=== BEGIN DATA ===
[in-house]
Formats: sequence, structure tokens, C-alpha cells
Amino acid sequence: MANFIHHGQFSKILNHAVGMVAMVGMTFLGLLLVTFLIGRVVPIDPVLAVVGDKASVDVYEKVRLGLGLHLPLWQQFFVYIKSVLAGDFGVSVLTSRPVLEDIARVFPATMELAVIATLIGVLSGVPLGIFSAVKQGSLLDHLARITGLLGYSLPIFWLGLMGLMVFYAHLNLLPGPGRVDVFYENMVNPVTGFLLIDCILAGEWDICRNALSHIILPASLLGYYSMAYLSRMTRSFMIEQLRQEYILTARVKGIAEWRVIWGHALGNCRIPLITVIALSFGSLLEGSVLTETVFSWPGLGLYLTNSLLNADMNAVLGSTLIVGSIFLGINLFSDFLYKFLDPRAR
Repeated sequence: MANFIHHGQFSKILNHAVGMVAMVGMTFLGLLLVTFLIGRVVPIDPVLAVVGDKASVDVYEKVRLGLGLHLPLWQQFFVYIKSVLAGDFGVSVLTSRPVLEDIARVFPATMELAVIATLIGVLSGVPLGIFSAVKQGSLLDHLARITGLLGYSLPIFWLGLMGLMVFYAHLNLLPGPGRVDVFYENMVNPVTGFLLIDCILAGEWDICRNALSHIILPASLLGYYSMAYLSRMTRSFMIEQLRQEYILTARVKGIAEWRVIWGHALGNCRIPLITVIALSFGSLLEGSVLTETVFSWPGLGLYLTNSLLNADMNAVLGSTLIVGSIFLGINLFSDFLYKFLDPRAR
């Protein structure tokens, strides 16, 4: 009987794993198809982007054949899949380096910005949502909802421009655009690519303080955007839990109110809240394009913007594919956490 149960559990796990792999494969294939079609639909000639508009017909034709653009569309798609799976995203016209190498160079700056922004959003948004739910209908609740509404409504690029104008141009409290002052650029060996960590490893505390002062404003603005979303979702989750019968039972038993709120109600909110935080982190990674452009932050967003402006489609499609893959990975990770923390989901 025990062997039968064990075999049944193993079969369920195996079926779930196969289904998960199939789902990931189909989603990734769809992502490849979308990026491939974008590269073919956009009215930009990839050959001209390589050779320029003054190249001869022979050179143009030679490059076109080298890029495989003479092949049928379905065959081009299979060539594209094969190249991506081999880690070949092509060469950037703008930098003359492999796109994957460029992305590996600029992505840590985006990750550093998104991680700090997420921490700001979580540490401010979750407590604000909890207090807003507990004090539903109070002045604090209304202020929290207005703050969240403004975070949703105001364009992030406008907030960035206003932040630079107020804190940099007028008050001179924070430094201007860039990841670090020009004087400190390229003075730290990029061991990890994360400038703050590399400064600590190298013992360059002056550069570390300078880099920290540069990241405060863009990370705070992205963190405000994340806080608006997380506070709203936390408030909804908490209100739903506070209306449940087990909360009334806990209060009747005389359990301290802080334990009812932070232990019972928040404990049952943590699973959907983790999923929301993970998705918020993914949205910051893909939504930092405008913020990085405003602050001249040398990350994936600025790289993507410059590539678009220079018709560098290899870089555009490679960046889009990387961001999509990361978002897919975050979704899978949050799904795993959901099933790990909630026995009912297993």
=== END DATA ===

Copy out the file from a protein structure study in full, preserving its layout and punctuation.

[in-house]
Formats: sequence, structure tokens, C-alpha cells
Amino acid sequence: MANFIHHGQFSKILNHAVGMVAMVGMTFLGLLLVTFLIGRVVPIDPVLAVVGDKASVDVYEKVRLGLGLHLPLWQQFFVYIKSVLAGDFGVSVLTSRPVLEDIARVFPATMELAVIATLIGVLSGVPLGIFSAVKQGSLLDHLARITGLLGYSLPIFWLGLMGLMVFYAHLNLLPGPGRVDVFYENMVNPVTGFLLIDCILAGEWDICRNALSHIILPASLLGYYSMAYLSRMTRSFMIEQLRQEYILTARVKGIAEWRVIWGHALGNCRIPLITVIALSFGSLLEGSVLTETVFSWPGLGLYLTNSLLNADMNAVLGSTLIVGSIFLGINLFSDFLYKFLDPRAR
Repeated sequence: MANFIHHGQFSKILNHAVGMVAMVGMTFLGLLLVTFLIGRVVPIDPVLAVVGDKASVDVYEKVRLGLGLHLPLWQQFFVYIKSVLAGDFGVSVLTSRPVLEDIARVFPATMELAVIATLIGVLSGVPLGIFSAVKQGSLLDHLARITGLLGYSLPIFWLGLMGLMVFYAHLNLLPGPGRVDVFYENMVNPVTGFLLIDCILAGEWDICRNALSHIILPASLLGYYSMAYLSRMTRSFMIEQLRQEYILTARVKGIAEWRVIWGHALGNCRIPLITVIALSFGSLLEGSVLTETVFSWPGLGLYLTNSLLNADMNAVLGSTLIVGSIFLGINLFSDFLYKFLDPRAR
């Protein structure tokens, strides 16, 4: 009987794993198809982007054949899949380096910005949502909802421009655009690519303080955007839990109110809240394009913007594919956490 149960559990796990792999494969294939079609639909000639508009017909034709653009569309798609799976995203016209190498160079700056922004959003948004739910209908609740509404409504690029104008141009409290002052650029060996960590490893505390002062404003603005979303979702989750019968039972038993709120109600909110935080982190990674452009932050967003402006489609499609893959990975990770923390989901 025990062997039968064990075999049944193993079969369920195996079926779930196969289904998960199939789902990931189909989603990734769809992502490849979308990026491939974008590269073919956009009215930009990839050959001209390589050779320029003054190249001869022979050179143009030679490059076109080298890029495989003479092949049928379905065959081009299979060539594209094969190249991506081999880690070949092509060469950037703008930098003359492999796109994957460029992305590996600029992505840590985006990750550093998104991680700090997420921490700001979580540490401010979750407590604000909890207090807003507990004090539903109070002045604090209304202020929290207005703050969240403004975070949703105001364009992030406008907030960035206003932040630079107020804190940099007028008050001179924070430094201007860039990841670090020009004087400190390229003075730290990029061991990890994360400038703050590399400064600590190298013992360059002056550069570390300078880099920290540069990241405060863009990370705070992205963190405000994340806080608006997380506070709203936390408030909804908490209100739903506070209306449940087990909360009334806990209060009747005389359990301290802080334990009812932070232990019972928040404990049952943590699973959907983790999923929301993970998705918020993914949205910051893909939504930092405008913020990085405003602050001249040398990350994936600025790289993507410059590539678009220079018709560098290899870089555009490679960046889009990387961001999509990361978002897919975050979704899978949050799904795993959901099933790990909630026995009912297993």